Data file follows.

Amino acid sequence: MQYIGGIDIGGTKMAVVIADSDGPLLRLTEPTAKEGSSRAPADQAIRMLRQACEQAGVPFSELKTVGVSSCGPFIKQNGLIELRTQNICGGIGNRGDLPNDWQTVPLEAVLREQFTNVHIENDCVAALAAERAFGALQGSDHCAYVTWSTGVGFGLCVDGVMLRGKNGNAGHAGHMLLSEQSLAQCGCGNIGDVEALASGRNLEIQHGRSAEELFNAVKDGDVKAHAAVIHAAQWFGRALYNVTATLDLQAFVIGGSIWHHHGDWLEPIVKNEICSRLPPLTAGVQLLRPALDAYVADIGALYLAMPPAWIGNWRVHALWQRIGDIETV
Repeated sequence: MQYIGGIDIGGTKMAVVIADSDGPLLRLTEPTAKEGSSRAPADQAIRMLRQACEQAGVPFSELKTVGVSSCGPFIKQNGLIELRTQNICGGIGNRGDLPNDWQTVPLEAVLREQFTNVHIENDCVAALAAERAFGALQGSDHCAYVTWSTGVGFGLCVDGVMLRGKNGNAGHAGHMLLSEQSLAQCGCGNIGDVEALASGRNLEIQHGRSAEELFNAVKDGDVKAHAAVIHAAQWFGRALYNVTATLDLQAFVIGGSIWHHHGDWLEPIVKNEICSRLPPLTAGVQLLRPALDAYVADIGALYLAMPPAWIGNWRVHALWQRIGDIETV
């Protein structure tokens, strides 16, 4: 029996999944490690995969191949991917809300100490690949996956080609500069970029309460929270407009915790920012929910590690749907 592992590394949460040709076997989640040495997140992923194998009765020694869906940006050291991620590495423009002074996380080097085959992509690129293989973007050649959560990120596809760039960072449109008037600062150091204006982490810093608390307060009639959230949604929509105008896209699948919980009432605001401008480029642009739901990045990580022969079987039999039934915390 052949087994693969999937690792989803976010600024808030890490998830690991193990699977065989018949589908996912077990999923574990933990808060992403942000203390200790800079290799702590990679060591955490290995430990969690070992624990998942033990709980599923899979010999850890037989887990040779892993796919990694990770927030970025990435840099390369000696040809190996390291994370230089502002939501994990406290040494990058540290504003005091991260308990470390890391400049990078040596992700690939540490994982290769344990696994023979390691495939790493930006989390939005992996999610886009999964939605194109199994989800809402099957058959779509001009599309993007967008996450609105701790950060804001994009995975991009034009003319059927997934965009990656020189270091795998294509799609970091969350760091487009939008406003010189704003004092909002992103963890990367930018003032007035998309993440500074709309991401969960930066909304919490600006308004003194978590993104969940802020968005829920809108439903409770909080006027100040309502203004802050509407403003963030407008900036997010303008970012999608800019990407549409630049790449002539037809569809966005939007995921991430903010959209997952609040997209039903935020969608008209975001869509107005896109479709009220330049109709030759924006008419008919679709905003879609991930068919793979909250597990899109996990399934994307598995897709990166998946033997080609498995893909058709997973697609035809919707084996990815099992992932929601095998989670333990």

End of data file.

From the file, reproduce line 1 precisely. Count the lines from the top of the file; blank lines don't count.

Amino acid sequence: MQYIGGIDIGGTKMAVVIADSDGPLLRLTEPTAKEGSSRAPADQAIRMLRQACEQAGVPFSELKTVGVSSCGPFIKQNGLIELRTQNICGGIGNRGDLPNDWQTVPLEAVLREQFTNVHIENDCVAALAAERAFGALQGSDHCAYVTWSTGVGFGLCVDGVMLRGKNGNAGHAGHMLLSEQSLAQCGCGNIGDVEALASGRNLEIQHGRSAEELFNAVKDGDVKAHAAVIHAAQWFGRALYNVTATLDLQAFVIGGSIWHHHGDWLEPIVKNEICSRLPPLTAGVQLLRPALDAYVADIGALYLAMPPAWIGNWRVHALWQRIGDIETV